Mural Room. C.J. pours some water and starts speaking to the French Ambassador about the Sudan. Frenchy has already heard about the attacks on the camps, although he calls them "internally displaced people's camps." He agrees that the attacks are awful. C.J. tells him that they want to cut off the flow of money to the government in order to try to stop the genocide. He points out that the European Union has formally condemned the genocide, and she tells him, "The perpetrators do not care." That's the problem with most genocidal maniacs -- they don't really care what others think of them. Frenchy points out that French students have launched a divestiture campaign. C.J. turns that to her advantage, pointing to it as a sign that the French government has "the domestic constituency to support bold action." She tells him that the U.S. may be willing to support reopening French arms sales to China in exchange for a U.N. resolution sanctioning Sudanese oil. He immediately tells her that China will veto such a resolution. She tells him, "They might," but he tells her there's no doubt about it. He blusters, "If it was up to me, NATO troops would have been on the ground in the Sudan years ago." She asks if he's offering French troops for a NATO peacekeeping mission, and he backtracks, claiming that it's best for the African Union troops to solve what is an African problem. She tells him, "We would all prefer an African solution, but it's not working." He tells her that they have to study the root of the problem, and suggests that, for too long, the U.S. went easy on the Sudanese government out of a desire to gain its assistance in gathering intelligence on extremis Islamist terrorist groups. He continues, "When we push things to the side, often they come back to haunt us." Ultimately, it comes down to the fact that the French government will not introduce the resolution because it will hurt relations with China. Frenchy: "You are so fond of calling yourselves the leaders of the free world. So, lead." Commercials.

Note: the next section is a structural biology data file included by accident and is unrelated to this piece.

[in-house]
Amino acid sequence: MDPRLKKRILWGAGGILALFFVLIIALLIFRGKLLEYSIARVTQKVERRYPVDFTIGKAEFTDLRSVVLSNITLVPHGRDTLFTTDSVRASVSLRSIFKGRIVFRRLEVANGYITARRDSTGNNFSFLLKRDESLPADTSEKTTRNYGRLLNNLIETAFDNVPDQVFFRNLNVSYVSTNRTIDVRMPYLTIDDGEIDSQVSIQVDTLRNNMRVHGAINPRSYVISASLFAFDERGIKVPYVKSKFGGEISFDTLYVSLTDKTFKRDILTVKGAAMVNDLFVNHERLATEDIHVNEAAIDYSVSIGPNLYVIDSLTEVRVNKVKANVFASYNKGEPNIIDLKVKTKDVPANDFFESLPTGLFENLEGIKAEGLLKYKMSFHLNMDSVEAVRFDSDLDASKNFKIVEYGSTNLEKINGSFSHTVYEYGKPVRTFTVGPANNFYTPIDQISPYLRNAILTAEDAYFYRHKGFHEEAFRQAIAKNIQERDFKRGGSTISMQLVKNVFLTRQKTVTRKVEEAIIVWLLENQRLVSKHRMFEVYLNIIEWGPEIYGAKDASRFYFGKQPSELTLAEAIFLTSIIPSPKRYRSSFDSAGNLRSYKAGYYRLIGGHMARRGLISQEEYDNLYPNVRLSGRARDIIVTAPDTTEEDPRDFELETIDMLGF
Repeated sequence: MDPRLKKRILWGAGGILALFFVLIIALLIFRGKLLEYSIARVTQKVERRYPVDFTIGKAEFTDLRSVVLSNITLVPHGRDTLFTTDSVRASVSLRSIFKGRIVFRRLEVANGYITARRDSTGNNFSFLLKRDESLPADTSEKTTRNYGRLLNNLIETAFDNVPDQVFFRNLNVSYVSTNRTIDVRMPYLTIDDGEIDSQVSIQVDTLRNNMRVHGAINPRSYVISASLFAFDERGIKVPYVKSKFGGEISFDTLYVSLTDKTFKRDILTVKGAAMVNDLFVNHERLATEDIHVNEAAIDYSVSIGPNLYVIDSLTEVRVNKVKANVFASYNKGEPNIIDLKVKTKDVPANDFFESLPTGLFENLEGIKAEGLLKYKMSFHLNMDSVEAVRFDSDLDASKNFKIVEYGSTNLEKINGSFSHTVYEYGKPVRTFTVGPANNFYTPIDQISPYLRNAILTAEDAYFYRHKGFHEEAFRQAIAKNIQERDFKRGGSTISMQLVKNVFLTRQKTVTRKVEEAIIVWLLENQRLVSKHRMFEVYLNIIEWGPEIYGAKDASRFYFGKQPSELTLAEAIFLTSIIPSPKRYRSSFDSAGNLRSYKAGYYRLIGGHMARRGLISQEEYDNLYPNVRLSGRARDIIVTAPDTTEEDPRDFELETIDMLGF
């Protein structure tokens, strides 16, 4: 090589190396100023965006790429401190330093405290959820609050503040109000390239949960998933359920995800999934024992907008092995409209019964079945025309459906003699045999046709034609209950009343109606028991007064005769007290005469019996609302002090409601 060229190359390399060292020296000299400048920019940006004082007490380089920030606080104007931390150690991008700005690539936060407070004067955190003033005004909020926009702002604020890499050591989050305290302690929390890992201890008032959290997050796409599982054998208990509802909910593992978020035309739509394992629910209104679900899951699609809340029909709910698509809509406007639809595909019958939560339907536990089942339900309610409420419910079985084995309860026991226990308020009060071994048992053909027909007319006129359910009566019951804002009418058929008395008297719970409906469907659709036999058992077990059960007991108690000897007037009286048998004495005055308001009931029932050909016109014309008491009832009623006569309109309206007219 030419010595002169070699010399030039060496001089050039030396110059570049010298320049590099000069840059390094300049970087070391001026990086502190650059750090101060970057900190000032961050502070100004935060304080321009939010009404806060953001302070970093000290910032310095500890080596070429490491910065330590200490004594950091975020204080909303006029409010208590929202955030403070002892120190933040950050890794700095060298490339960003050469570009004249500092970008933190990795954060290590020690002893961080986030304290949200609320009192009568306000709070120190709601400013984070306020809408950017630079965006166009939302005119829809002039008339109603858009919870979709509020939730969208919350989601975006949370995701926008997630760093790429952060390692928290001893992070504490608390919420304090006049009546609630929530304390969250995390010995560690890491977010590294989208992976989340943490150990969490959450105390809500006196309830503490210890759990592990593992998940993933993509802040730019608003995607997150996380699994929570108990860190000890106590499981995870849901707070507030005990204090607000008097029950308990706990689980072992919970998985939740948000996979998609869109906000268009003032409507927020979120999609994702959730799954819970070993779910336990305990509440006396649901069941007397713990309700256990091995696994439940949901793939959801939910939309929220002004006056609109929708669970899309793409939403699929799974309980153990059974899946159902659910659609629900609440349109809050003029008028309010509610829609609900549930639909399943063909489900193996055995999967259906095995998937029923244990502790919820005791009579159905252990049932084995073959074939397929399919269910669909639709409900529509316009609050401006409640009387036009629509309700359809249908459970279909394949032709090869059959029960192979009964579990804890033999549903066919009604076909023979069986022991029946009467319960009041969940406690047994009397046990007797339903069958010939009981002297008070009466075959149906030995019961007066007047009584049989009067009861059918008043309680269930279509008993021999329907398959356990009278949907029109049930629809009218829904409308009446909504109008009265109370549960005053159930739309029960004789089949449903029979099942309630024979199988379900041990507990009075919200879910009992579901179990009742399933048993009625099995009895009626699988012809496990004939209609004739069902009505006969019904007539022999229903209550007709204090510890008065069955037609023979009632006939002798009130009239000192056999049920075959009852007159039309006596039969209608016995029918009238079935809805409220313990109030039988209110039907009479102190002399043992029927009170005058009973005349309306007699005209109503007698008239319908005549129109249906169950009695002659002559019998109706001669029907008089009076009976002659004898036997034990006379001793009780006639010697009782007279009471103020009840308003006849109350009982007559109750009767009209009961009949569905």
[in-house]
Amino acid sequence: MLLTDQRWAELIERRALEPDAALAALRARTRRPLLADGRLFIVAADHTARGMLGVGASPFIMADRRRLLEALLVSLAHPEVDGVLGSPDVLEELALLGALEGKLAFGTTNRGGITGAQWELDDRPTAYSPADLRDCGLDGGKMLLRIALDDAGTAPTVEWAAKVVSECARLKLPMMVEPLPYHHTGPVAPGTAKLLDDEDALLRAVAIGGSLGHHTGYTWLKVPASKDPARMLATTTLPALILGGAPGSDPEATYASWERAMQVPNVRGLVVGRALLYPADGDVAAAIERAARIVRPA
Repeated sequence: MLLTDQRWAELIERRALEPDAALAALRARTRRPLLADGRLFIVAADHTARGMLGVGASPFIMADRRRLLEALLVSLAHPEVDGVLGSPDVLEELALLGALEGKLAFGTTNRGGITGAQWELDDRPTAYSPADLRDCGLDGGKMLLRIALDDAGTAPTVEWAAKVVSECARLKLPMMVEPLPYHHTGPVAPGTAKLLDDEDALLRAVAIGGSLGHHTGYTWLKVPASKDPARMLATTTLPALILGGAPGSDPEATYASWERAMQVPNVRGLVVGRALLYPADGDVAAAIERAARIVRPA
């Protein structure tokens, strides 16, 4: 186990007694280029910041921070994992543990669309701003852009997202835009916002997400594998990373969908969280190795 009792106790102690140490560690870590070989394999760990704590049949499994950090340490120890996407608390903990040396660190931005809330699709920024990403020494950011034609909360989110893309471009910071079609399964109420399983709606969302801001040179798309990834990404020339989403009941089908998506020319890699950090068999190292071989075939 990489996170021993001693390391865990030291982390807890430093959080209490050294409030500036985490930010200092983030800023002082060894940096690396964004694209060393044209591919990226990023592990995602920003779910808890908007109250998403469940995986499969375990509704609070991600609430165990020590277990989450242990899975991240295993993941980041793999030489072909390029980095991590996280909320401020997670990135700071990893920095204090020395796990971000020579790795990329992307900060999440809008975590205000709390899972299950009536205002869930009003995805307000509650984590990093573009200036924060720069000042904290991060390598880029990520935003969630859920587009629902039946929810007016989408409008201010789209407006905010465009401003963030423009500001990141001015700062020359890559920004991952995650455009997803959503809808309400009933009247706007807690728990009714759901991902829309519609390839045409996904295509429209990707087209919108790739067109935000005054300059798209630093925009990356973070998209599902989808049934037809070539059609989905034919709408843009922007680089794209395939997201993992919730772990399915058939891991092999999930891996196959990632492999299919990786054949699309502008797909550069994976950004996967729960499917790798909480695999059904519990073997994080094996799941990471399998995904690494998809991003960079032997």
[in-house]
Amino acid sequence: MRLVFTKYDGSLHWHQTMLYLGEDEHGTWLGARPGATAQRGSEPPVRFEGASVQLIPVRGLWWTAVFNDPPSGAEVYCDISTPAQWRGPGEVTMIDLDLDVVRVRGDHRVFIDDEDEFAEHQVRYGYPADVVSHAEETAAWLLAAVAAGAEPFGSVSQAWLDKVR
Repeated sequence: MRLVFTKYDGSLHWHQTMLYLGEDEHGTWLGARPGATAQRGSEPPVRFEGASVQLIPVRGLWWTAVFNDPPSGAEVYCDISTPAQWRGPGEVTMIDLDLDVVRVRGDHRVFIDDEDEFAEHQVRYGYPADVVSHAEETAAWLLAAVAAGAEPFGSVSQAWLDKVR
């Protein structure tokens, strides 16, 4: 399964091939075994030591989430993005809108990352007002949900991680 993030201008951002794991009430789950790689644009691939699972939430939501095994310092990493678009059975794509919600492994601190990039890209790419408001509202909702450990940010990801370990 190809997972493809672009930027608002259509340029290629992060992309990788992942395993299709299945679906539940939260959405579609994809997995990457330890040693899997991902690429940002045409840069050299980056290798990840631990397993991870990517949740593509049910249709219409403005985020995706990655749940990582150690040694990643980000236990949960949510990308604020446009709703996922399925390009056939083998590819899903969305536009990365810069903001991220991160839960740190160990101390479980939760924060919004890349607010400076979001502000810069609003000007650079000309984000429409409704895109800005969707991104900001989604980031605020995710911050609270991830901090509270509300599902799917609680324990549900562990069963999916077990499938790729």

C.J. walks into Will's office and asks, "What do you got?" Whatever she's looking for, he hasn't got it. He tried to learn out about Doug's nanny situation, but couldn't find a tactful way to call people in New Hampshire and ask if Doug Westin "is committing adultery with the nanny." C.J. is not happy with this development, telling him, "You have to be a little more artful than that." Will just doesn't think that's possible: "The segue hasn't been invented that takes us from 'How's the weather,' to 'Is Doug Westin hammering the nanny?'" C.J. calls him "useless," but it turns out that he was able to learn that Doug and Elizabeth's 26-year-old nanny was let go in August and is now in Europe. He also learned that a lot of reporters (including Danny) are "talking to people off the record about Doug." Finally, he found a picture of the family that included the nanny: "That's the nanny, right there. Which makes me think he did it." C.J. gives him a look, and he tells her, "Just look at her." She asks him what he means, and he says, "I'm just saying…" C.J.: "Yeah, I can see your mouth moving. You're just saying what?" Will just thinks that the hotness of the nanny makes him think that Doug was tappin' her. So to speak. C.J. is morally outraged, pointing out that the Westins have children. Will: "Sure. It'd be stupid to have a nanny if you didn't have kids." He again admires the nanny's hotness, and C.J. becomes quite impatient. Will tells her that he thought she was looking for the male perspective. C.J.: "Always. I find it raises the level of the discussion." Before the conversation ends, Will offers C.J. one piece of advice: "There's only one thing worse than telling the President of the United States his son-in-law's having an affair. Telling the President of the United States his son-in-law's having an affair and then finding out you were wrong." After hearing those words of wisdom, C.J. leaves his office.